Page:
Yes, I’m a smart girl, and I know better than to hitchhike. And, let’s be clear, there are no excuses. But I’d just come from a month of traveling the backroads of England where kindly strangers pulled over to the side of the road offering me a respite from the obvious heft of my bag. Some of my best travel stories are born in these moments and these people who wanted only to share their time with me. I’d kept looking for ulterior motives in them to no avail. And so my guard was down. I wasn’t careful. And Spain is not England.

So there I was—with my thumb out.

The man slowed his bike, and I got on the back. I told him where I lived. He nodded, and we were off, dust kicking up in the shadows of our past. He kept trying to talk to me. In Spanish. No comprendo. He tried again. And again. I thought he was making polite conversation. Mi Español es muy mala, I offered. And then he said something I understood: Yo y tu.

The man began driving recklessly and laughing. Talking and laughing. Speeding up. Slowing down. And laughing. He used his left hand, the one with the wedding ring on it, to reach around behind him, and grope me. It was the most fun he’d had in a very long time. I knew this from the echoes of his delight.

With no weaponry of my own, what I had in my arsenal was only my anger. And I can tell you that I have never had more of an instinct to kill. Never. When something like this had happened to me before, I was first a defenseless child and then a floundering teen. So now understanding what it would take for me to put back together the pieces of myself in the aftermath of violation, I would sooner imagine mine being the hands of a murderer. And so I did. I looked at my hands, shaking with fear and fury, and I pulled the nylon strap from my camera between them, testing its durability. In one swift move it would be around his neck.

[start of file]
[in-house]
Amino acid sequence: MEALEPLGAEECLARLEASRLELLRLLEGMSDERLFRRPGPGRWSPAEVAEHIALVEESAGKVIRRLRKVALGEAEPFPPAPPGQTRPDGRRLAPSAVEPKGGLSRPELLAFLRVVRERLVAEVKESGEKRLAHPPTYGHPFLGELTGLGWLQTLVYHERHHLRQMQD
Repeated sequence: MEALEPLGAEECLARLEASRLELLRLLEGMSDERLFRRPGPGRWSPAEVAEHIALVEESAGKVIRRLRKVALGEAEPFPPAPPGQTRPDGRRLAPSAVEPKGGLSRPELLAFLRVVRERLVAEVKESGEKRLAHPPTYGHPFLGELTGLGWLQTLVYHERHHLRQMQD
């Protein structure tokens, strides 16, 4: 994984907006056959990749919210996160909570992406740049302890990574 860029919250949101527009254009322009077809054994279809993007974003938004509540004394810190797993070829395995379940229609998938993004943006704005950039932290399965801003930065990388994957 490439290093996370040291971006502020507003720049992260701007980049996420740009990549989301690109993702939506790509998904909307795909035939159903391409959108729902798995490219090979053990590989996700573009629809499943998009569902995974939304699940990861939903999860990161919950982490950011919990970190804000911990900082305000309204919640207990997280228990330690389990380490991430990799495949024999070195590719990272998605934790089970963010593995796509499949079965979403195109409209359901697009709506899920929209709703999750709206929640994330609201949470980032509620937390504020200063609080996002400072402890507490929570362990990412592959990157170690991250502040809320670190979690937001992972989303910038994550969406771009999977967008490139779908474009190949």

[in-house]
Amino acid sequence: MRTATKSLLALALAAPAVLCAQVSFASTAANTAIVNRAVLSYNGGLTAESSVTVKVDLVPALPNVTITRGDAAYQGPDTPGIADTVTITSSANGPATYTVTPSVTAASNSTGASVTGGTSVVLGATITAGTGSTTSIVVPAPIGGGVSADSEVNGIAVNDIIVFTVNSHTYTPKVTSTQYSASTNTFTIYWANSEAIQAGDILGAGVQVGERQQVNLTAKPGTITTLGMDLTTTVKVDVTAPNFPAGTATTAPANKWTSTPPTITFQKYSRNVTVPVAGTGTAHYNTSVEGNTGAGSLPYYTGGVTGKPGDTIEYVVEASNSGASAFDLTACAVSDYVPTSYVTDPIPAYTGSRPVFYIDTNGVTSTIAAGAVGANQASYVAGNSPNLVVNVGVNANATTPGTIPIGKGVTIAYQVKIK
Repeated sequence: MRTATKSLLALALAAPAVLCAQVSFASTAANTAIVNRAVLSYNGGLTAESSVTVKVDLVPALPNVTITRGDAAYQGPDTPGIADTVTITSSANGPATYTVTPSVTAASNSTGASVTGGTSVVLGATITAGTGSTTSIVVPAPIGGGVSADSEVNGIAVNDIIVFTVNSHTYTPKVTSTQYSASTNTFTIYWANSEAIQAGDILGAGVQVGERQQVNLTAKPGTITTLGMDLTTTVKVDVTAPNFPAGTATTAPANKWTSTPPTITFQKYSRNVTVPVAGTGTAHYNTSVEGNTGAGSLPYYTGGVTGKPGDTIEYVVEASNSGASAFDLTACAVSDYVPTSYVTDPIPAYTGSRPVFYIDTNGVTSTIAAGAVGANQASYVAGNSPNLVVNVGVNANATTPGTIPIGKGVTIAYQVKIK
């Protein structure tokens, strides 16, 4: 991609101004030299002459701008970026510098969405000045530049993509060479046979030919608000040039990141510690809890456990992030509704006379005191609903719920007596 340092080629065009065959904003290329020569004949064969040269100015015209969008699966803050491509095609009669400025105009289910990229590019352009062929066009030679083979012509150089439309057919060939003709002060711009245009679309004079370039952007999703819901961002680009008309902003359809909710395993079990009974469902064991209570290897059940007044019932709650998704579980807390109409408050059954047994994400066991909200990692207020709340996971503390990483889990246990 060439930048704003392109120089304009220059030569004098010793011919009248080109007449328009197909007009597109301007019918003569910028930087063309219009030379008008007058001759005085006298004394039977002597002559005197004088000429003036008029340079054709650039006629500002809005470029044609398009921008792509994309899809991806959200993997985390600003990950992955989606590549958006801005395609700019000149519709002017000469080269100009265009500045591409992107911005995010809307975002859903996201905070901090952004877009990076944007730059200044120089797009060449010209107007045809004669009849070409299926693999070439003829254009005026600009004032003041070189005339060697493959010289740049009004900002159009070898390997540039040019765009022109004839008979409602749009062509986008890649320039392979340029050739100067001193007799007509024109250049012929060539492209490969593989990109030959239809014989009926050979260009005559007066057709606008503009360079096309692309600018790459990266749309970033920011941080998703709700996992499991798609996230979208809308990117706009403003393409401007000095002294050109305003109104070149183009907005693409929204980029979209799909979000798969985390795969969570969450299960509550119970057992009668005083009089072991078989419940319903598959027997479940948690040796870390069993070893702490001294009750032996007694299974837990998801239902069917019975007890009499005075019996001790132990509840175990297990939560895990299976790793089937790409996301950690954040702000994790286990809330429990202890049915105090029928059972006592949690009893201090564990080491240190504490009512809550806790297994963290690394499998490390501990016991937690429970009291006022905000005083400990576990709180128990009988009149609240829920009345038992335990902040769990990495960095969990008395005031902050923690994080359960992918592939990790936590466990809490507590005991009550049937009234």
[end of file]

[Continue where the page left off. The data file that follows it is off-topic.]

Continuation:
But I knew it would be better to get off the bike. If I choked him while he was driving, it could get ugly. I looked at the ground moving beneath my feet. Stop, drop and roll; just like a fire drill, I thought.

I noticed that if he groped me he wasn’t paying attention to his speed, and he’d slow down. I waited for his hand to reach back toward me again, and that’s when I did it. I threw myself off the bike, hit the ground and rolled into the ditch, disoriented. A thousand pieces of information barreled through my head, processed, evaluated and sorted entirely apart from me. Everything was suddenly useful or not useful. Black or white. Right or wrong. Good or evil. I evaluated the weeds, dirt, grass, sticks, pebbles. There was nothing with which to protect or defend. And nothing with which to retaliate. To torture. To brutalize. To maim. I clawed a handful of small stones as I rose from the ground, an animal. I could dart into the field and lose myself in tall reeds, but a momentary flash of forewarning had me raped and bloodied and dead, my body never recovered, my parents forever wondering. I could run down the road in the opposite direction heading for nowhere, hunted. Or I could be the hunter, engage the enemy, launch the battle.

I looked back at the man on the road, on his motorbike, stopped, watching me over his shoulder, idling. My eyes bore into him, ready.

Don’t. Fuck. With me.